First, because in its current location, your readers may misinterpret the meaning of the word "slippery." You see, when reading a story, your audience is constantly building up images in their heads based on what you have written previously. They check these images against every new sentence they come across, and this way they create a "big picture" in their minds composed of various story elements, including plot, characterization, mood, etc.
In this case, the image of Arthur kissing Ariadne and the described sensation of the warmth of his lips are the elements your audience focuses on when reading the first half of this paragraph. But the very next thing they come across is "He was slippery," and when they check this new description against the ones they just read, their minds will automatically try to create a mental image that satisfies both sentences. Which means, in the case of these two, that your audience might think that Arthur's slipperiness has something to do with his kissing...
One way to prevent awkward mental pictures of Arthur slobbering on Ariadne is to separate the paragraphs into two like I suggested. This way, a gap between the images is created. Your audience will be able to process the first image, pause for a split second, and then move on to processing the next one. The effect is that the images feel separated. Even though barely a split second passes as the eyes of your readers jump from one paragraph to the next, rhythmically it's enough.
Another way to keep people from understanding "slippery" wrong is to change the word altogether. A good writer is one that understands the nuances of the words they use. By anticipating what your readers will feel when faced by a certain word or turn of phrase, you can begin to mold your sentences into mood-creating, tone-setting devices. Words aren't just there to move the plot along. Choose them wisely, and your readers will be even more involved in your story.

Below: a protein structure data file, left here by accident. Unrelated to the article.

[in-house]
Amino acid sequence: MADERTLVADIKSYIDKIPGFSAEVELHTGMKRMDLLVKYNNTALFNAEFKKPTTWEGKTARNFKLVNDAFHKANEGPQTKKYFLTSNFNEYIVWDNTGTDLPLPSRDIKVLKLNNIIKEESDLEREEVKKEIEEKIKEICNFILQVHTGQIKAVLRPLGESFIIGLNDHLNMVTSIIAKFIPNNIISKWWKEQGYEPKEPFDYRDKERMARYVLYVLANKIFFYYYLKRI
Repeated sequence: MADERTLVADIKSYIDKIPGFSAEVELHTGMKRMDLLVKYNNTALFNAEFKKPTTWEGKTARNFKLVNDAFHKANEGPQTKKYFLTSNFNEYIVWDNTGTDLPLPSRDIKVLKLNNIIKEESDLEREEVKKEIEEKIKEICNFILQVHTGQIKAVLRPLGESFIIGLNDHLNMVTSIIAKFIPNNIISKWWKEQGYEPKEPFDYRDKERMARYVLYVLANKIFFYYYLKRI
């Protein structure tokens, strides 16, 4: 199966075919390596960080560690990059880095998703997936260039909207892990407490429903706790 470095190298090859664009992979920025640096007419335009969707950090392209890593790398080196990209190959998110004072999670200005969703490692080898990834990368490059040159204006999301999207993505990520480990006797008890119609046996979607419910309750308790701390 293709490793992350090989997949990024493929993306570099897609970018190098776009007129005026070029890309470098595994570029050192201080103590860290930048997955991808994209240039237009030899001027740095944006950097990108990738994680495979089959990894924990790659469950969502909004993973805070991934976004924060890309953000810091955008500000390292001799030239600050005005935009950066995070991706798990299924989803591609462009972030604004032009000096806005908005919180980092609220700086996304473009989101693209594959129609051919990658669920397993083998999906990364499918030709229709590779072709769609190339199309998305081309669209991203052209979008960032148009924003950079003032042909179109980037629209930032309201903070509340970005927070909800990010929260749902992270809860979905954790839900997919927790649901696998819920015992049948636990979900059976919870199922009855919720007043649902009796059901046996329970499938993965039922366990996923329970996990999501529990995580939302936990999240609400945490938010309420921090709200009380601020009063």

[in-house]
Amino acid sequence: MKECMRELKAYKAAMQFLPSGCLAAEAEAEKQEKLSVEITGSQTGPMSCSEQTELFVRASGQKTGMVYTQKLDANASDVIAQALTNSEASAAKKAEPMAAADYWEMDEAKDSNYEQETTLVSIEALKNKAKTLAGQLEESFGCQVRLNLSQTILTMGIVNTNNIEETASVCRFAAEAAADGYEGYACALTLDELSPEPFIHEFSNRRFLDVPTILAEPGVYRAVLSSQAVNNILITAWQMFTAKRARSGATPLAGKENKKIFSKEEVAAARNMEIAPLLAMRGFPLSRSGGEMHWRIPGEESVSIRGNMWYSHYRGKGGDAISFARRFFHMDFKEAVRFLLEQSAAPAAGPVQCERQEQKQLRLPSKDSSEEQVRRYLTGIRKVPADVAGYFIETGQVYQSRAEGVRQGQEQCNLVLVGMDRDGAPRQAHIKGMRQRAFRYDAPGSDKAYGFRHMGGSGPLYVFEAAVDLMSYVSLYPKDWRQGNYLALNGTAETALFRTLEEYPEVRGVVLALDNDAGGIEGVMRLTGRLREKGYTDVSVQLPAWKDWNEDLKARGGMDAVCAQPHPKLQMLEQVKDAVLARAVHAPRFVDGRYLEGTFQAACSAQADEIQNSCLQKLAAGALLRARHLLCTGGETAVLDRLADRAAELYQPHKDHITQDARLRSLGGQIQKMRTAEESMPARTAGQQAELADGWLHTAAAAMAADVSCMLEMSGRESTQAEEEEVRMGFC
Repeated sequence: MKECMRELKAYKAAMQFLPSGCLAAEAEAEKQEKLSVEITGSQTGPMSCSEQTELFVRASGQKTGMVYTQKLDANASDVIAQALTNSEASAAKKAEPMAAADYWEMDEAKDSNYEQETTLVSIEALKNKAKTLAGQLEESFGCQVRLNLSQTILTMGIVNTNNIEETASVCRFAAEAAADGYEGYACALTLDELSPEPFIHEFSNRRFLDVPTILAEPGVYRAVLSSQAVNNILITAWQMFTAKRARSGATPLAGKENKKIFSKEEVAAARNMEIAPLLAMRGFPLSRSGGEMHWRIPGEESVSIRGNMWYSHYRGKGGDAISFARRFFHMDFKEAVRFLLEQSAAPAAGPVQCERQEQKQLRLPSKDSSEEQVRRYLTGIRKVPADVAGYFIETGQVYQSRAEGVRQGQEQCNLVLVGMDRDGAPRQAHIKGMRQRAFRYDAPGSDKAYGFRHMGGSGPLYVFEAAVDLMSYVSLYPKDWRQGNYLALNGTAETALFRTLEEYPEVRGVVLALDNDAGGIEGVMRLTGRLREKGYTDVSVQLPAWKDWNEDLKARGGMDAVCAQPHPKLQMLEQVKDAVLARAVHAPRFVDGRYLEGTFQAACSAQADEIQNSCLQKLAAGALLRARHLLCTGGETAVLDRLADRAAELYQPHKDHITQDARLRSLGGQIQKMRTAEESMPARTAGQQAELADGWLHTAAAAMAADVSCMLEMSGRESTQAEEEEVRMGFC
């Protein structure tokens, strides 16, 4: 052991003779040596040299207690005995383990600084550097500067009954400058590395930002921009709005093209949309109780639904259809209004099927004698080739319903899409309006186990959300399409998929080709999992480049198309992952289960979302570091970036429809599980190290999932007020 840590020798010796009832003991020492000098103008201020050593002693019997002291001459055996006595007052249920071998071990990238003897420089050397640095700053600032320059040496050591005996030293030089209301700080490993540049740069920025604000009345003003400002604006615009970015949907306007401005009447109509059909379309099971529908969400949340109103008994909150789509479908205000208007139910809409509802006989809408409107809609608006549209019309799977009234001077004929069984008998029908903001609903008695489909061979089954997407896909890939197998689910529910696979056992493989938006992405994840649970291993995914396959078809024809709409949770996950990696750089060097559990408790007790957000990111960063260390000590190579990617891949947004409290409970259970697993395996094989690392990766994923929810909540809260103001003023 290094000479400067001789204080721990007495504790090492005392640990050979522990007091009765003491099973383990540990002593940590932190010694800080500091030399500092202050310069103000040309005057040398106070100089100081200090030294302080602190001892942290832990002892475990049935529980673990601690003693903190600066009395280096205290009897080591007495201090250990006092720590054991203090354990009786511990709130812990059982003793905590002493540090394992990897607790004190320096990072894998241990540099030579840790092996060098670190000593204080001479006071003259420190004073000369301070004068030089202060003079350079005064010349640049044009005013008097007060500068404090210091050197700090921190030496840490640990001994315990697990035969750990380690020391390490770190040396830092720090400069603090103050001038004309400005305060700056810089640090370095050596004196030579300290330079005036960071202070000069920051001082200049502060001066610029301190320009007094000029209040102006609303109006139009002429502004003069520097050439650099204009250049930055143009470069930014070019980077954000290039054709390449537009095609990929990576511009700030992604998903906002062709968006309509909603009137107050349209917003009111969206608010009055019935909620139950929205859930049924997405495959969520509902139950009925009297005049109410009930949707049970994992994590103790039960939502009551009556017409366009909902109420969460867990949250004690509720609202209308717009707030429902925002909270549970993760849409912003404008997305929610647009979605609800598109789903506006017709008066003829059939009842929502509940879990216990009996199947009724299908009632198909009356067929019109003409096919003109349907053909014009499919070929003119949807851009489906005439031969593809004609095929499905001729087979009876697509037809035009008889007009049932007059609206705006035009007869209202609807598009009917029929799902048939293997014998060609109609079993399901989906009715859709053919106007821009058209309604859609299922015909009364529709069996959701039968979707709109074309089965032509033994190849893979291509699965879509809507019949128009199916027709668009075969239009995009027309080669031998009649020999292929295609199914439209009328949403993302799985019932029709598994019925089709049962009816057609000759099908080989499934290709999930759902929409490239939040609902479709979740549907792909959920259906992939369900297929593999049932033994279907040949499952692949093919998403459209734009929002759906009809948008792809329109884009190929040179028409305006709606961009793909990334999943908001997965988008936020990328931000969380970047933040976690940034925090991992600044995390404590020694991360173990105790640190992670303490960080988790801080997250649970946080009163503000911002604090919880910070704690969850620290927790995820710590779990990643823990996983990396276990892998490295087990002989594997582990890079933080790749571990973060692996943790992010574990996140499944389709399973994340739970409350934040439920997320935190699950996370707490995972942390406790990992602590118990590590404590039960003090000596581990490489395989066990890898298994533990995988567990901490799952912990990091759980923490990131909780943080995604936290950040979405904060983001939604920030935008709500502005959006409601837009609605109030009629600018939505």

My second reason for suggesting that you separate the paragraph into two is that it will make things clearer. In nonfiction writing, paragraphs are normally used like building blocks that contain ideas, arranged so that readers can follow the author's train of thought easiliy. Now, fiction is a lot different than nonfiction, but when it comes to paragraphing it adheres to the same general rules. In stories, paragraphs are normally dedicated to a single action, internalization, or idea.
In the paragraph cited above, you start out talking about Ariadne's response to Arthur's kiss. But by the end of it, Arthur's personality is being examined, and the reader is once again left trying to figure out how to make the subjects agree with each other. You can help your audience out by relegating them into two different paragraphs and thereby distinguishing them as separate ideas.
And that's all I have to say about that! Hopefully all I just said makes sense. I tried to give advice that would be helpful in the future, too, not just in this story, so sorry if I came across as being long-winded. Heh heh...
But even though I ranted a lot about just one paragraph, overall I still feel positive about the fic. Can't wait until you post the next chapter! Keep writing, Mokona!
| WhenTheBloodMoonDies chapter 1 . 8/11/2010
Woah, nice chappie! Great job with the Ariadne POV!
| Arugula Pacioli chapter 1 . 8/9/2010
cute, can't wait for the actual kiss:D
| impossiblypossible chapter 1 . 8/8/2010
I loved this! It was really cute! Can't wait for more!